Senegal: Background and U.S. Relations [March 25, 2011]   [open pdf - 280KB]

"Senegal is a small, Francophone nation with a population of 13 million, located on West Africa's Atlantic coast. It has experienced steady, if limited, economic growth in recent years, but remains one of the world's least developed countries. Over 90% of Senegal's population is Muslim, the majority of whom adhere to an indigenous Sufi order. A semi-arid country in Africa's Sahel region, Senegal has struggled with food insecurity and the impact of global climate change. Although Senegal is a secular democracy and enjoys relative stability by regional standards, recent political trends have raised concerns among analysts and policy makers. President Abdoulaye Wade (pronounced 'wahd'), in office since 2000, was initially credited with expanding civil liberties, liberalizing the economy, bolstering government health and education services, and negotiating a landmark peace accord in the restive southern Casamance region. He was returned to office in 2007 in an election that the State Department termed 'open, peaceful, and highly competitive.' However, Wade's reputation has since been marred by his increasingly unilateral exercise of power, along with reports of rising corruption, nepotism, and restrictions on civil liberties. The president, who is in his 80s, has announced plans to run for a third term in 2012, which may require a constitutional amendment. Public unrest has escalated over government policies and stagnant living conditions, and in March 2011, the government accused a group of opposition and civil society activists of organizing a coup attempt. Opposition groups rejected the allegations as politically motivated. Violence has also increased in Casamance since mid-2009, despite the previously successful 2004 peace deal."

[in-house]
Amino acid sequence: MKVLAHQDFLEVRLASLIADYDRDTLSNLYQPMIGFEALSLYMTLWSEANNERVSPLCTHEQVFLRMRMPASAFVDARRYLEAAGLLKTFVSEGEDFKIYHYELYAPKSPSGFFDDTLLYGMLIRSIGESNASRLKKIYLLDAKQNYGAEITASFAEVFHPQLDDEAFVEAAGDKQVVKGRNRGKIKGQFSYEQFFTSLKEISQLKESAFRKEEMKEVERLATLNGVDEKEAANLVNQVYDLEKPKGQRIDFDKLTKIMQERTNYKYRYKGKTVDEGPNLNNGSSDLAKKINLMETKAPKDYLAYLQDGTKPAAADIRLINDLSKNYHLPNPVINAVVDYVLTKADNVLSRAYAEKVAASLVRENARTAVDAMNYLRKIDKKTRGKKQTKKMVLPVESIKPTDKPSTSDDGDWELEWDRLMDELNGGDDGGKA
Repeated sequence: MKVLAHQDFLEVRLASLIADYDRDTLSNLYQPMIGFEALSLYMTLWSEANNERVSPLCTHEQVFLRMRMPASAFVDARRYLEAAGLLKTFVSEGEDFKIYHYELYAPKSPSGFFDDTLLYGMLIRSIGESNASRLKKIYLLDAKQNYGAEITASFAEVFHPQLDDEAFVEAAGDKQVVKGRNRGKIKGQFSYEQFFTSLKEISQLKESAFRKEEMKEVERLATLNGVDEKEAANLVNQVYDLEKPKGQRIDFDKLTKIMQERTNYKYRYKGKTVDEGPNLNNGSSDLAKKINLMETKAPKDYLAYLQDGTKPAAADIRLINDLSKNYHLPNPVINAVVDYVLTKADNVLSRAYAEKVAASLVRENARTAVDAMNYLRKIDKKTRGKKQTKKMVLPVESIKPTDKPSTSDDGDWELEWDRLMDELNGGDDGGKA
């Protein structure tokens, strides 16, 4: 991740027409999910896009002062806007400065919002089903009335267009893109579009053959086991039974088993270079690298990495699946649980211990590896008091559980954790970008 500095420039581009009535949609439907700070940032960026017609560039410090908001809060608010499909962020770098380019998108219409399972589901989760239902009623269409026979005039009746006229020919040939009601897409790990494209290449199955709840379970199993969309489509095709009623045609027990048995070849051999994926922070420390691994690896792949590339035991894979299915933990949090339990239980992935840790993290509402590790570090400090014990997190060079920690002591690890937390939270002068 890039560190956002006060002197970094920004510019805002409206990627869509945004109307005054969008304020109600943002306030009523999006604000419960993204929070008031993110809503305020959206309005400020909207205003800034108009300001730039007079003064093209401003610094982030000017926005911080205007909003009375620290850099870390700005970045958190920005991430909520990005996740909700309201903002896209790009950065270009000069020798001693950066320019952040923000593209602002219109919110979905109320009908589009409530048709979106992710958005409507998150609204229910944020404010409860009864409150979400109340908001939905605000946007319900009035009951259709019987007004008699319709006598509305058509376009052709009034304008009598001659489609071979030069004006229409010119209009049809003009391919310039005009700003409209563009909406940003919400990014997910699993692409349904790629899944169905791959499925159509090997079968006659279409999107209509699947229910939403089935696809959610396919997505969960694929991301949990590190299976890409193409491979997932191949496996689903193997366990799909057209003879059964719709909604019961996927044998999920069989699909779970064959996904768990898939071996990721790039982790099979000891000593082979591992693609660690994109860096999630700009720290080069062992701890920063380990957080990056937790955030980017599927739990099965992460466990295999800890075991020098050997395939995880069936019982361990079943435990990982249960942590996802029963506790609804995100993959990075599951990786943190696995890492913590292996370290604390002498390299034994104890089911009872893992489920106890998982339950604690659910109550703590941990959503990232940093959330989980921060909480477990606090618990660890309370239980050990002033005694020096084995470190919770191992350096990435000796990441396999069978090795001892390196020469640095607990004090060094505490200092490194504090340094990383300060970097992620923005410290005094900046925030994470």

Report Number:
CRS Report for Congress, R41369
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